An eye twitch is an involuntary spasm of the muscle in the eyelid and can be quite annoying if they continue for a while, or happen regularly. Perhaps you’re experiencing the issue right now, which is likely why you’ve clicked on this article about how to stop eye twitching, however, before we look at how to stop an eye twitch (or myokymia) we need to know what it is that is causing yours…
Stress is the most common cause of eye twitching and is your body’s way of telling you that you need to relax. Perhaps you’re getting agitated at work, or you’ve taken too much on and need a break. If your eye is twitching due to stress, perhaps try some breathing exercises, meditation, or even yoga. You should use this as a sign to make a conscious effort to reduce some stress in your life.
Some people may find that excessive alcohol or caffeine can cause their eyes to twitch and if this is the trigger for your eye twitches it’s simply a case of switching to decaf and cutting down on your alcohol consumption.
Fatigue is another common reason you might find your eyes twitching, so if you’re feeling extra tired it might be a sign that it’s time to go for a nap. An irritation to your eye such as an allergy might cause twitching so eye drops could be an option for this.
Certain medications, for example antihistamines or antidepressants, list eye twitching as a common side effect. If you do find that you get this side effect, don’t just stop taking the medication as this can be dangerous, but do go and speak to your doctor to see if there is a suitable alternative.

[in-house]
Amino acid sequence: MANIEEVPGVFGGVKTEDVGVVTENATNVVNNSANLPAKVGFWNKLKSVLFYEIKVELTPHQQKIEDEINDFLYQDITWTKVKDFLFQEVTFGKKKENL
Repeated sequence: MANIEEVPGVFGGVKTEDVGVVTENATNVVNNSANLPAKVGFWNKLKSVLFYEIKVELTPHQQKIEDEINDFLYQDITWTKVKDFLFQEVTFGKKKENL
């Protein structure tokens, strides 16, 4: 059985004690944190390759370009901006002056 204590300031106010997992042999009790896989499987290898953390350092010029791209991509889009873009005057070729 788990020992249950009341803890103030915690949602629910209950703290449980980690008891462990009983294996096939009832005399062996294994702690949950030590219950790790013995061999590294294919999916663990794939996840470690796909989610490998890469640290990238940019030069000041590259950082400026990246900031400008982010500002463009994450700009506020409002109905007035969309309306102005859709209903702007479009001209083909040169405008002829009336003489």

If you spend too much time at the computer or looking at a screen your eyes can become strained and this can manifest in eyelid twitching. Follow the 20-20-20 rule where you look at something at least 20 feet away from your screen for 20 seconds (or more!) every 20 minutes of working at a screen. If you find yourself getting too ingrained in your work, you could set a reminder every 20 minutes to do this. Although you might feel frustrated that it interrupts your flow, at the same time it is a great way to relieve some of the strain on your eyes (and your brain) and help you stay fresh.
Although most of the time eyelid twitches are harmless, albeit a little annoying, there are some conditions related to your brain or nerves that include eye twitches as one of their symptoms. This can include Parkinson’s disease, Multiple sclerosis (MS), Bell’s palsy, or dystonia. It’s important to remember that with all of these more serious conditions eye twitches are just one of the symptoms you may experience so if you have twitches alongside any other concerns, you must get checked out as soon as possible.